LAFAYETTE--Larry Angelle is now the provisional director of the Lafayette Public Library.

The library's board of control appointed Angelle to serve until the February 15th meeting. At that time, the board will select an interim director. The board will take applications for the interim director position from current library employees through Monday. 

The board initially proposed making Angelle the interim director. When offered the interim position, Angelle told the board other library employees are interested in the job—even if it’s only temporary. He also showed trepidation. 

"Look at the news," Angelle told the board. "Why would I want to be in the spotlight of something like this?”

Local activists and community members attended last night’s meeting, filling the available seats in the meeting room with others watching on a monitor in the library’s lobby. 

Their message to the board was clear. 

I have grievances," Corey Levier told the board. "Many of the people that know me (and) live around me in Lafayette have grievances with this board.” 

Supporters of the voting rights history program aired those grievances to the Lafayette Public Library Board of Control Wednesday night. 

Among those supporters: Lafayette NAACP president Marja Broussard. 

‘The decision was just one more way of continuing racist practices in Lafayette,” Broussard said. 

Jamal Taylor, a former library board member himself, questioned the motives of his successors. 

“What we have is a set of people on this board pandering to a group of politicians and a group of political inflammatory situations for cheap political gain,” Taylor said. 

Some called on the five board members who voted against the grant to fund the program to step down. 

“I’m asking all of you, even though you might be good people, I am asking you to resign," Levier told the board.

“I don’t care how you put it, how you sugar coat it. It’s a form of systematic racism," said Keith "Pops" Faulk. "And what are we going to do about it? Ask these board members to resign.” 

Board president Doug Palumbo defended himself and the board’s actions. He told KPEL that resigning would be an admission he or the board did something wrong. Palumbo says that's not the case. Rather, Palumbo says he and the board did nothing wrong because there was no ill will and because their intent was to keep the library neutral. Palumbo added that his and the board’s priority is the survival of the library.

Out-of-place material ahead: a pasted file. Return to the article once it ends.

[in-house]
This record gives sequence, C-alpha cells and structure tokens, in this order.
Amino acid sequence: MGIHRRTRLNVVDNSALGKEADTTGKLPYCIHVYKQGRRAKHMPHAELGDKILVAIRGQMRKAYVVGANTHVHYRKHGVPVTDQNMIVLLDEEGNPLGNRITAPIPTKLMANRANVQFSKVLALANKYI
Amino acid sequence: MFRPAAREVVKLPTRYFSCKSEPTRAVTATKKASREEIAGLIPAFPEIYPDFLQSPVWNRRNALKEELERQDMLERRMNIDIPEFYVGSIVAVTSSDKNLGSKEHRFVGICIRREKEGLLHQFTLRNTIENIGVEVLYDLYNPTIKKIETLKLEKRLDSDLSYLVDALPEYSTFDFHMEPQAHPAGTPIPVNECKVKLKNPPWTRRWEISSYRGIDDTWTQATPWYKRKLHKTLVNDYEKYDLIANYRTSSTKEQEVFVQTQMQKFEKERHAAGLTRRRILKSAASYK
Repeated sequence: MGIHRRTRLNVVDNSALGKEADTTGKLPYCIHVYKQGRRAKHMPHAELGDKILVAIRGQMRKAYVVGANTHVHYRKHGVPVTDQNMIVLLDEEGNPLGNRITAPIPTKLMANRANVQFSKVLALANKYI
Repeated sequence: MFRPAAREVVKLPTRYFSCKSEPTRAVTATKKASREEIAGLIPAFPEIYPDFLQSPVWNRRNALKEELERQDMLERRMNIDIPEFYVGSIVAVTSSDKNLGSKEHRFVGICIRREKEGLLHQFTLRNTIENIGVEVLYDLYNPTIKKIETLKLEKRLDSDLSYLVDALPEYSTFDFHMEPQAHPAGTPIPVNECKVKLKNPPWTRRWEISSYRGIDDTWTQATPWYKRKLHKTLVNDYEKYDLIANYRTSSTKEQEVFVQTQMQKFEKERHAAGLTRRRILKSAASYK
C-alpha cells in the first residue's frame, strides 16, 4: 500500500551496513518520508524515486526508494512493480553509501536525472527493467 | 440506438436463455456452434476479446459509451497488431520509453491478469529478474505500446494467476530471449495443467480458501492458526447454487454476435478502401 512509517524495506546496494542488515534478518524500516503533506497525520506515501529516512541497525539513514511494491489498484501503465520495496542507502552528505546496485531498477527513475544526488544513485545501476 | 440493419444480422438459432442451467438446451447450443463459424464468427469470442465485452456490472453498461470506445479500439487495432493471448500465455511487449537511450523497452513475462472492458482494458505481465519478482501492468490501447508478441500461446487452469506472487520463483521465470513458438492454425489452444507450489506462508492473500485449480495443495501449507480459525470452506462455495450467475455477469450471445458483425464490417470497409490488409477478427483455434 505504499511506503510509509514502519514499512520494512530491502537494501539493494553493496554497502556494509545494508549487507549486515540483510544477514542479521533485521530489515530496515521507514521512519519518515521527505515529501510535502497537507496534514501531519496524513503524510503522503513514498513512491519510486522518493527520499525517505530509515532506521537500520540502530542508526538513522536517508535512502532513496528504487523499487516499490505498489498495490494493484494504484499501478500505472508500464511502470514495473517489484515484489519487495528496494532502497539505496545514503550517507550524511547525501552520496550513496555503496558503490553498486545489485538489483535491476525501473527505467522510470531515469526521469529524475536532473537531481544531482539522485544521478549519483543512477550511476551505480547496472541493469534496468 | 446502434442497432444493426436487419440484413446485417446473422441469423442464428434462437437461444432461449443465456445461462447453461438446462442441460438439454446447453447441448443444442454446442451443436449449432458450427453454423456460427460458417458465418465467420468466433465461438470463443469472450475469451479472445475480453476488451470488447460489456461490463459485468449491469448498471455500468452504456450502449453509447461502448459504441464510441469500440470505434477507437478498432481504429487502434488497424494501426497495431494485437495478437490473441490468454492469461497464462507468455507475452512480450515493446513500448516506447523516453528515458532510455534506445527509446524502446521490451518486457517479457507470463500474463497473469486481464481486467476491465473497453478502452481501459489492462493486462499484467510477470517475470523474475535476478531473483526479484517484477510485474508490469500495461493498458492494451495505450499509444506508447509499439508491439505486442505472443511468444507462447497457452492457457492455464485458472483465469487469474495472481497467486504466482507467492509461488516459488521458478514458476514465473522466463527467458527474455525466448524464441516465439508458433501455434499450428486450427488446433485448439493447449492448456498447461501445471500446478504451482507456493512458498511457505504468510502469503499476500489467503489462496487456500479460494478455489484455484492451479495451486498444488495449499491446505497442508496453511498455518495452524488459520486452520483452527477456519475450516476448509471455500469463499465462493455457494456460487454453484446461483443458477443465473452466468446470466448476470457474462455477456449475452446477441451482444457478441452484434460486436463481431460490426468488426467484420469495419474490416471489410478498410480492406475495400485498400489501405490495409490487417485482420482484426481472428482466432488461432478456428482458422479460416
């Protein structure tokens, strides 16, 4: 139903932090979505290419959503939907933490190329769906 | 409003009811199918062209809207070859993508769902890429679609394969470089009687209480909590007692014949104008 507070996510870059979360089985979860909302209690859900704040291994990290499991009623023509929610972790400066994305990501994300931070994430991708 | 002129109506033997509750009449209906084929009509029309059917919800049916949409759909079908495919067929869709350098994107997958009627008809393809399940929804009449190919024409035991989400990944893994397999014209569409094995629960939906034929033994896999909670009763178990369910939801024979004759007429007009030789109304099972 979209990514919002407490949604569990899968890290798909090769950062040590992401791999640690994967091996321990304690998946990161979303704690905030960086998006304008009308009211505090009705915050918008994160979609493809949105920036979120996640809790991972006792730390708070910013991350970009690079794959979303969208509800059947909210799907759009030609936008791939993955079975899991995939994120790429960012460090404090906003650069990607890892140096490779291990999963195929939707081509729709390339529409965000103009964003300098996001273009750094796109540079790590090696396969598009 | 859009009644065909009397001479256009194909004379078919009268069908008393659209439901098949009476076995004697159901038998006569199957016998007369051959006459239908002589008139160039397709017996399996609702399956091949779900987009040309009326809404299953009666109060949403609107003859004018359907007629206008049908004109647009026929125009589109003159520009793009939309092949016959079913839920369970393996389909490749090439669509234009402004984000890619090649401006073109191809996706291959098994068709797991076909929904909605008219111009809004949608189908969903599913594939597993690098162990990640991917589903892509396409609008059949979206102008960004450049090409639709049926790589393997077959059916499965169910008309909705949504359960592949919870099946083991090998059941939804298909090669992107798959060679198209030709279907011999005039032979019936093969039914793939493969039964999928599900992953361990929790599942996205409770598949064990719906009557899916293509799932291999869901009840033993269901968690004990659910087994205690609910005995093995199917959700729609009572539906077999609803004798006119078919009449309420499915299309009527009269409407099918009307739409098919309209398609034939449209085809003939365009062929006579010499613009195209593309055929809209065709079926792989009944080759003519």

"I don’t want to alienate anyone in this community," Palumbo said. "Whether left or right, nobody should be alienated. And the perception: I don’t want to give anyone the perception that the library is sponsoring anything to the left or anything to the right.” 

Palumbo also defended the board against accusations it made the topic of voting rights political. 

They’re saying we’re trying to make the history of African American voting rights a political issue," Palumbo said. "Nobody ever, ever said that it was a political issue. That’s history. That happened. Nobody’s opposed to anybody coming to this library and speaking about it. But in that same package, that’s the part in reality, there are current political topics in the grant that are going to be covered. Those are very hot political issues.” 

The issues Palumbo is referring to include voter identification laws and voting rights for convicted felons. 

“Trying to say that that’s not a political issue is completely disingenuous to me. It’s not being intellectually honest.”

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